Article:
The Narada Apartments were built in 1926. The building is distinguished by its extensive and ornate terra cotta ornamentation.
This 33-unit apartment building is notable for its siting and its extraordinary use of terra cotta, among the most elaborate in the city. It is located at the edge of the hill on the west side of West Highland Drive, making it very visible from the south. The Narada was designed in 1925 by Charles A. Haynes for the Western Lime Company. Haynes practiced architecture in Seattle and Aberdeen with various partners from 1907 until 1940. He designed many residences, apartment houses and commercial buildings in both cities. One of the best known local examples of his work is the former Butterworth Mortuary on Pine Street at Melrose Avenue. The 1920s was a period of tremendous development in Seattle. The city’s population had increased dramatically in two previous decades, and prosperity encouraged developers to meet the pent-up demand for housing. Apartments, ranging from basic housing to luxury units, were a significant factor in meeting this need and became a significant element of the streetscape in many Seattle neighborhoods. The Narada is a fine example of the design attention paid to many of these buildings where detailing and materials were used to reduce the impact of large structures.
The Narada’s units are large, averaging more than 1,000 square feet. In the 1920s, a five-room view suite rented for $150 a month, at a time when other large apartments in the area were $60.00 to $75.00.
The Narada’s most striking features are the two projecting window bays, extending from the second to the fourth floors on the main (north) façade. They are clad entirely in terra cotta with geometric motifs. Cladding is red brick with lighter shades on the first floor. The center windows are ten-over-one double-hung sash, flanked by six-over-one sash. The four windows between the bays are similar with terra cotta sills and prominent segmented lintels. Windows on the first and fifth (top) floors are simpler with terra cotta sills only. Terra cotta belt courses are located at the top of the first, fourth and fifth floors. A wider course in the middle of the parapet arches above the two prominent end bays with a shield medallion in the center of each arch. Similar window arrangements with elaborate terra cotta-clad bays are found on the west and south elevations. The main entry has a wrought iron gate and is recessed under an elaborate terra cotta Tudor arch with twisted ornament and a shield design matching those on the parapet. The basement level is clad with stucco, and is visible for some distance down the hillside; there is an entry on the west side of the Narada.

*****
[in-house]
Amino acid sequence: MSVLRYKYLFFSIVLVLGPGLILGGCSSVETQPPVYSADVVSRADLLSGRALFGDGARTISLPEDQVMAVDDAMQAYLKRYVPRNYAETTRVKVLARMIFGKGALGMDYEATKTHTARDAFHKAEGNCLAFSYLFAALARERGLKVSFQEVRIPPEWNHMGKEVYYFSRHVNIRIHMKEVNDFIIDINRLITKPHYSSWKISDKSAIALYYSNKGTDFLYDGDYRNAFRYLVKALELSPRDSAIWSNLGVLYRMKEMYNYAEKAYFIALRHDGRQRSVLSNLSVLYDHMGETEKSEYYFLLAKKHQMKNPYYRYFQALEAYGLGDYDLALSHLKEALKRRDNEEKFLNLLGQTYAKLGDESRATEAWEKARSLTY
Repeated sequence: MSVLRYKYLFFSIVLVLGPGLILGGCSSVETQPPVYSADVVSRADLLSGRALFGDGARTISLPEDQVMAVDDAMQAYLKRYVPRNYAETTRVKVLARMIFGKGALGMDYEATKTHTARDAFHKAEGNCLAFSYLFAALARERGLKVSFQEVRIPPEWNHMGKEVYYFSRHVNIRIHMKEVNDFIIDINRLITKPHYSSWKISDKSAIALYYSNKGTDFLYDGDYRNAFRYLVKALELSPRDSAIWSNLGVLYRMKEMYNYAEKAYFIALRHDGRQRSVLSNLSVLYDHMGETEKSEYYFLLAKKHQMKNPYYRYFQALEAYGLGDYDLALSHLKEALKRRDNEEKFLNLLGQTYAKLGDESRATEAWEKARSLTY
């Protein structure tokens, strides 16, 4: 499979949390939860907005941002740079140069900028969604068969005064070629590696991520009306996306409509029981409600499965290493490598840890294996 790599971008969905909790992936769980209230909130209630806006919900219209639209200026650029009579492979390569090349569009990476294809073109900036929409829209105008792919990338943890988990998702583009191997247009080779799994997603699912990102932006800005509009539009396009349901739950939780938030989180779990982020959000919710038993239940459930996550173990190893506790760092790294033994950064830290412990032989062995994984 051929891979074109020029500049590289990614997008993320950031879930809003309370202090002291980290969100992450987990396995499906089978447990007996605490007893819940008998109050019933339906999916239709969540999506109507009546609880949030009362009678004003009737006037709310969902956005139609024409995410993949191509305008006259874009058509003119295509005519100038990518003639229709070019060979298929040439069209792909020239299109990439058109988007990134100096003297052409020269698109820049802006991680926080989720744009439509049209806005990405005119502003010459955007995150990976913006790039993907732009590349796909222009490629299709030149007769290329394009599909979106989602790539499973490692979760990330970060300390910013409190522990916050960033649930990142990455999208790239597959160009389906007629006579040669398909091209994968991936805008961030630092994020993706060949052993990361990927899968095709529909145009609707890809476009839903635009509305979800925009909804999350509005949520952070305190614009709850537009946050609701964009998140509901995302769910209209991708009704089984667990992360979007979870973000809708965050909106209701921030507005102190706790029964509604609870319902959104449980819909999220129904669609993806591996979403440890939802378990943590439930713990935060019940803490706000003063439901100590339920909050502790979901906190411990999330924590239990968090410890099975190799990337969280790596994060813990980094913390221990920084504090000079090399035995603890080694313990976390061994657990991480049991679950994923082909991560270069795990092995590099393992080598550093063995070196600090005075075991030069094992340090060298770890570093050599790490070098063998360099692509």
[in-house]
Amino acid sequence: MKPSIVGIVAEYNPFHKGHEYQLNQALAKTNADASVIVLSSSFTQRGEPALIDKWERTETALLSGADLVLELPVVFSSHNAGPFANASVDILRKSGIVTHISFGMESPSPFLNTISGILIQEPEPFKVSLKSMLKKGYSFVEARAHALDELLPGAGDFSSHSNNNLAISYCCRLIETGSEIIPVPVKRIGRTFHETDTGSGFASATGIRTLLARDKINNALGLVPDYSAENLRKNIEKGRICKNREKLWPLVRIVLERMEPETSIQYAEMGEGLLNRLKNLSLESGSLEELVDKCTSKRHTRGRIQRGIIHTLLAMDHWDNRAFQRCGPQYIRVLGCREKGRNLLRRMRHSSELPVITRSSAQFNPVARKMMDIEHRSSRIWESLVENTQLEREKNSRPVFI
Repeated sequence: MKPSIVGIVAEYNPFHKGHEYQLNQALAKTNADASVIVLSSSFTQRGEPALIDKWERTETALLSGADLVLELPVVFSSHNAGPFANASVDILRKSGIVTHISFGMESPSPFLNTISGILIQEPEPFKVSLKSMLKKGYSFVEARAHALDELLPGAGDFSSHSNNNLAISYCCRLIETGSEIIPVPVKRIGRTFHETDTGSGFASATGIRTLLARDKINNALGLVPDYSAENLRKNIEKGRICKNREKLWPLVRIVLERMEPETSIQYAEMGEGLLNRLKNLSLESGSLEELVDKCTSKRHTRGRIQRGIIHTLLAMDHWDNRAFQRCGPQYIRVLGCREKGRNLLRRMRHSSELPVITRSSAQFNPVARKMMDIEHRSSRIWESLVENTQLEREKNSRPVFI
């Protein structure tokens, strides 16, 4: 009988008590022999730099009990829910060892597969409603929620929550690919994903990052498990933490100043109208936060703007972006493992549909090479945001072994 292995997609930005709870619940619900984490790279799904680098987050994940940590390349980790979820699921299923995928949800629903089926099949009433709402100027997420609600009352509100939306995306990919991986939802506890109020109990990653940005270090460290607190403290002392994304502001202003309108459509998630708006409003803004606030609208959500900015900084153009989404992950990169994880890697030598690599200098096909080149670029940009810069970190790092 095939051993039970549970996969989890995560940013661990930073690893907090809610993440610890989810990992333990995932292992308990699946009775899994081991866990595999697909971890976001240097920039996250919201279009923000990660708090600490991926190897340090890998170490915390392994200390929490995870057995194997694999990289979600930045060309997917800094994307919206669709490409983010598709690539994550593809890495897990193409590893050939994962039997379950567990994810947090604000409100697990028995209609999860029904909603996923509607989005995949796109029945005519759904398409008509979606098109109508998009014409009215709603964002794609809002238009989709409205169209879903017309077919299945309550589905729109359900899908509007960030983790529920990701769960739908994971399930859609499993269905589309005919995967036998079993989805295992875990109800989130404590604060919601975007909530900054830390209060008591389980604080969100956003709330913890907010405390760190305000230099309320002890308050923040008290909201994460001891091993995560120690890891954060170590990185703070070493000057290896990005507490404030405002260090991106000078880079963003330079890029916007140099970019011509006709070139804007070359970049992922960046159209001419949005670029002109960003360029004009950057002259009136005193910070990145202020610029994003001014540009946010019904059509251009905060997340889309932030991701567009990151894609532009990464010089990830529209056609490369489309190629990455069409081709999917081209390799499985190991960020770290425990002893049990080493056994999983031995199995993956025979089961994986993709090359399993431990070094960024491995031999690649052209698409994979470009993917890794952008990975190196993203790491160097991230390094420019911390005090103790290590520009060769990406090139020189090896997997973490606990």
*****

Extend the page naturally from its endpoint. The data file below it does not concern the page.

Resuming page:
Read more about the Narada in the document Apartment Development on Seattle’s Queen Anne Hill.